[Mendele] Mendele Vol. 23.011

Victor Bers victor.bers at yale.edu
Sun Nov 24 21:06:37 EST 2013

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Mendele: Yiddish literature and language

Contents of Vol. 23.011
November 22, 2013

1) New Book: Yiddish manuscripts from the Netherlands (Marion Aptroot)
2) Peretz' "Di goldene keyt" (Catherine Madsen)
3) "I should hope to smoke a fish." (Elizabeth Zimmer)
4) Manger's "Ovtnlid" (Hirsh Perloff)
5) vaybertaytsh font (Jerold C. Frakes)
6) kupke (Joel Maxman)
7) kupke/kufke (Leybl Botwinik)

Date: October 23
Subject: New Book: Yiddish manuscripts from the Netherlands 

In May, Evi Michel's richly illustrated catalogue of Yiddish manuscripts written in the 
Netherlands was published:

Evi Michels
Jiddische Handschriften aus den Niederlanden
Leiden: Brill 2013
ISBN: 9789004251014
E-ISBN: 9789004251236

The preview on Google books unfortunately does not show sample pages of the catalogue 

Marion Aptroot

Date: October 18
Subject: Peretz' "Di goldene keyt"

The play is in this volume of Peretz's complete works, in the Yiddish
Book Center's Spielberg Digital Library:


These sets can be quite tricky to negotiate, given the limitations of Library of Congress 
cataloging, so Mendelyaners (and others!) should always feel free to contact me with any 

Catherine Madsen
[Moderator's note: the writer is the bibliographer of the National Yiddish Book Center.]

Date: November 16
Subject: "I should hope to smoke a fish."


"I should hope to smoke a fish."

Hoping you can help me figure out the meaning/context of this phrase, and whether it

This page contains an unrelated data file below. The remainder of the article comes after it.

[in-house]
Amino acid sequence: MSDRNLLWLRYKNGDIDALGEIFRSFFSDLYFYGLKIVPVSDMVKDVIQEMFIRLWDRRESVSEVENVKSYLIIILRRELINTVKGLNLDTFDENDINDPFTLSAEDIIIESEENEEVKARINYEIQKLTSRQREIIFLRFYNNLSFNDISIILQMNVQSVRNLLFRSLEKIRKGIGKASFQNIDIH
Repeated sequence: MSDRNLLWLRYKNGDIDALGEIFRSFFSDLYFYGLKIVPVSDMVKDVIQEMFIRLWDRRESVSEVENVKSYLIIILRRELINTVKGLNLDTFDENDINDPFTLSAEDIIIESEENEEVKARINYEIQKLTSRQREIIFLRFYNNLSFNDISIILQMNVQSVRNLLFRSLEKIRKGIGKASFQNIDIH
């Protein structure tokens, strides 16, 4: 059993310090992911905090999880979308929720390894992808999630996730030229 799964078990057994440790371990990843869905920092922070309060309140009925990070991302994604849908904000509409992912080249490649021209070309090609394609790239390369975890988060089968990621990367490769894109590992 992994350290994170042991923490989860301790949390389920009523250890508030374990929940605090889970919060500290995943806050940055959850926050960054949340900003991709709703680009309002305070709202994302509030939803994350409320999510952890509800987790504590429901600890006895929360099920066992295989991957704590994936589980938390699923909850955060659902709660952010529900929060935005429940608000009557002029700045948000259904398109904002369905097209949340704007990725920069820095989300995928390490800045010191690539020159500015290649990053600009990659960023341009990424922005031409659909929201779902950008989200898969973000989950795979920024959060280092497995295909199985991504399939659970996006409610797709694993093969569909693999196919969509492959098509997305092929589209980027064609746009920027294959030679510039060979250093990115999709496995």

originates in Yiddish.  My mother, who was born in 1915 and was a native Yiddish 
speaker, used it all the time. I can't recall the context, but I know she said it in English, in 
the late '40s-early '50s.

Many thanks,
Elizabeth Zimmer

Date: October 22
Subject: Manger's "Ovntlid"
In response to Helene B. Katz's query about Manger's "Ovntlid": 

Dictionaries generally do translate butterfly as zumer-feygele, not zumer-foygl. Indeed, 
butterfly would be problematic here as, firstly, there are not grey and golden winged 
butterflies where Manger lived. Secondly, butterflies need the midday warmth of sun to 
be active and are not seen at dusk whereas birds are often active then. 

There are various possibilities; some finches and buntings have yellow and grey in their 
wings but one feels that the poem requires them to be striking such as the Golden Oriole, 
Yellow Hammer or Goldfinch, all of which have bright yellow and black wings which 
can look gold and grey in the setting sun and all are migratory and so could be described 
as summer birds. 

But perhaps Manger, though, is intending symbolic imagery rather than an actual 

Hirsh Perloff

Date: November 19
Subject: vaybertaytsh font

I would like to use a vaybertaytsh font in an introductory language textbook of Old and 
Middle Yiddish that I am preparing for publication. Do any Mendele subscribers know if 
there is such a font available in a standard Windows True Type format that is 
downloadable or available for purchase?